Network Defense is Hard
Being a network defender is a really difficult job. Quality IP reputation feeds cost a lot of money. Sometimes you just want to take a shortcut and apply publicly available block lists to your firewalls to simplify your life. While this works for some, this might not be the best strategy for all businesses, especially those which can't afford to have a false positive. Aggressive blocking might work for some but, simple lists of IP addresses lack the context to provide the granular control needed for effective and accurate blocking. Unfortunately, there are no shortcuts when you are a defender.
Context is Everything
Before diving into the meat of the article, I want to talk a bit about Spur's data. People tend to refer to us as the VPN or proxy company. Or our data is conflated with threat intelligence. VPNs and proxies are definitely one major component of what we offer, but more simply put: we offer contextual information. We make no direct claims of something being good or bad. We just want to help others put what they see into perspective. For some, our precision geo information provides a lens into geo-fraud. Others, our IP behaviors help label the OPSEC profile of APT actors. Our data is meant to augment so you and your team can make the most informed decisions possible.
Context in Reputation Feeds
Most IP reputation and "threat intelligence" products categorize an entire IP address by the narrow activity it detects being performed on the internet. This does not mean the product is wrong, but it does mean it can miss the bigger picture.
For instance, two IP addresses throw a CVE at a honeypot controlled by a researcher. Both of these IP addresses are labeled as performing this activity. One of these IP addresses belongs to a Comcast subscriber with a limited number of devices on it. The other IP address belongs to a Motel 6 in Hollins, VA with an estimated 25 devices. Without additional context, blocking both IP addresses may be overly aggressive. If the CVE was thrown by an individual on both IPs, it is more likely that all activity coming from the Comcast subscriber is suspect but there are 24 potentially benign devices on the Motel 6.
Without knowing more about the IP address, you may be tempted to just block them based on the activity alone. But how long is that block list good for? Should we keep blocking the same IP for a day, week, or month? Is the IP address just a proxy or VPN being leveraged by a bad actor? Is it a public network? Separately, is the activity being performed as a result of a compromised router that will still be malicious regardless of the number of users? There are a lot of questions to answer before you can make an informed decision.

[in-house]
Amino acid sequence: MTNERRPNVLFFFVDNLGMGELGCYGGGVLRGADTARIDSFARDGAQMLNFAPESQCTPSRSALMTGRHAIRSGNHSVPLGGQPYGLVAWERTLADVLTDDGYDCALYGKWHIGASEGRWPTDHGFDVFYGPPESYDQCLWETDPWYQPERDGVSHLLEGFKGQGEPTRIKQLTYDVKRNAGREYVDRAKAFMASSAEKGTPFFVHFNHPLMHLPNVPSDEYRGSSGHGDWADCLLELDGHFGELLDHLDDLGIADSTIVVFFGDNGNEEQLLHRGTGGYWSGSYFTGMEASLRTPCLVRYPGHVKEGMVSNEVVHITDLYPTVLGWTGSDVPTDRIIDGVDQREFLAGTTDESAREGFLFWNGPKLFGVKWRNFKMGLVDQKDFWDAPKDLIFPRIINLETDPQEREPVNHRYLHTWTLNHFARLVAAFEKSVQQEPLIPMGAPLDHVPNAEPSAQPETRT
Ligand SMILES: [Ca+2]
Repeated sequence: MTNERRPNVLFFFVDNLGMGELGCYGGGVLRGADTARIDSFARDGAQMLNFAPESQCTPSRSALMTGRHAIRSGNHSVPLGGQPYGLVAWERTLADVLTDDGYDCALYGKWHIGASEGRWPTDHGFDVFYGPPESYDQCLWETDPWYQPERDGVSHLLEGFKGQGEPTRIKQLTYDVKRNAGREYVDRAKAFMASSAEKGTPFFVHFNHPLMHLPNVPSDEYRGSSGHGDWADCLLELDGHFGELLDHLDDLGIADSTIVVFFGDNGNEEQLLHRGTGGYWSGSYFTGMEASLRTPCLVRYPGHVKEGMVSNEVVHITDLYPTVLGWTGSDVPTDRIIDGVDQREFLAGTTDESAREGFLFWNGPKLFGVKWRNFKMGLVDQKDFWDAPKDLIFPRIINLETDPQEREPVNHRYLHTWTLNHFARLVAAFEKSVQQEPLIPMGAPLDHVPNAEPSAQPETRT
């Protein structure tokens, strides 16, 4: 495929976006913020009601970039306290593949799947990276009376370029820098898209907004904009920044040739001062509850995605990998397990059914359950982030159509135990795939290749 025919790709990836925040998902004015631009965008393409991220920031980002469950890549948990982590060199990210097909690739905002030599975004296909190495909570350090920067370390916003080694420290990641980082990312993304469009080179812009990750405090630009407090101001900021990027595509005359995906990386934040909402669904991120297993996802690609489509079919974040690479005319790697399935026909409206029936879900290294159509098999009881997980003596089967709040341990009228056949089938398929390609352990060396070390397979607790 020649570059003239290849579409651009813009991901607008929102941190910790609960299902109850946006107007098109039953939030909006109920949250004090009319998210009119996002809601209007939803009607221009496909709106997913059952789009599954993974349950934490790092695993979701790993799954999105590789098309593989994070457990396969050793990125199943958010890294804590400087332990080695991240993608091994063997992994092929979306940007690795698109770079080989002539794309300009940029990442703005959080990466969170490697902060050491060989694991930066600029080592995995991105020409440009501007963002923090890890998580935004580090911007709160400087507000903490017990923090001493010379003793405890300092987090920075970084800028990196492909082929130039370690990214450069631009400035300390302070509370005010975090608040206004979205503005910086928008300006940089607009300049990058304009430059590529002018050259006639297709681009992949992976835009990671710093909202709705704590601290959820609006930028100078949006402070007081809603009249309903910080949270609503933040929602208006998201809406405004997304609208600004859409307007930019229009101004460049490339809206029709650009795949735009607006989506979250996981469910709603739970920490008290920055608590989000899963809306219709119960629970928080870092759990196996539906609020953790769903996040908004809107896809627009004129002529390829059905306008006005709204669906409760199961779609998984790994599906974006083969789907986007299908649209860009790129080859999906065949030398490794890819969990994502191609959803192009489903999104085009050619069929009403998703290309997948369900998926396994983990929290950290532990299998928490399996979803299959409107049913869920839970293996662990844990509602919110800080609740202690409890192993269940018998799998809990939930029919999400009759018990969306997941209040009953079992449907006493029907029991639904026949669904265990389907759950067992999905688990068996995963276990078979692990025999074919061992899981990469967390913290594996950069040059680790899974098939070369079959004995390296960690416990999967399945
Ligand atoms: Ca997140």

CINS Army List
The example above is actually a real example from the CINS Army List. The details I am going to dive into is specific to the 8/25 CINS feed; however, we had similar results with a half dozen other free reputation lists. All of these lists do serve a purpose and can provide some details when an organization cannot afford more. We are just going to highlight some potentital pitfalls in relying on these types of lists.
If you take a look at the SSID table, you can see several public WiFi networks that include the term
hotel. Additionally, there are a lot of devices on those networks. Depending on how you use the list, you could prevent access from real customers, clients, or employees.
Further analysis shows
14% of the IPs in this list belong to mobile network providers. Since the reputation lists are gathered with a narrow view of the activity these IPs are performing, it is hard to tell what percentage of the traffic is malicious vs legitimate. With hundreds of users on mobile gateways, it is likely there will be a low percentage of malicious traffic.
Not as notable, but many commercial VPN services are also included. Previously, one of our partners GreyNoise noticed malicious activity from Mullvad VPN. These services allow anyone with bitcoin to use their infrastructure without logging. It is hard to tell what is legitimate traffic or not. Simply blocking all VPN exit points is a common use-case we encounter with our own customers.
AWM_PROXY being the top detected residential proxy in the feed also makes sense. As noted by Krebs, AWM uses the TDSS botnet to source their proxy IPs. These IP addresses could be listed because they are infected with TDSS or because of the activity the AWM proxy customers are performing. Without more information from the reputation provider, it is hard to tell why the IP was included.
Free and available block lists can definitely serve a purpose. However, adding more context can help you see the bigger picture and make a more informed decision. Here are a few final notes:
- At best, blocking mobile IPs will be effective for a short window of time. At worst, it could affect other unrelated users/activity.
- A single user on a busy gateway could negatively impact the reputation for all users.
- If you are blocking an individual VPN IP, should you be blocking all from that provider? Since that provider has allowed malicious activity, the actor could simply switch exit points and continue.
- Context for one customer is not the same for the next. Some businesses may wish to allow their customers to access from a VPN where others may not. A context-free IP block list misses the necessary context to execute informed blocking decisions.
If you are a ThreatConnect subscriber, be sure to check out Spur's Context API integration so that you can add this level of detail to all of the threat indicators you ingest. Stay tuned for support from Anomali's ThreatStream as well!
If you are a threat intelligence company and want to add our context to your feeds, contact us here.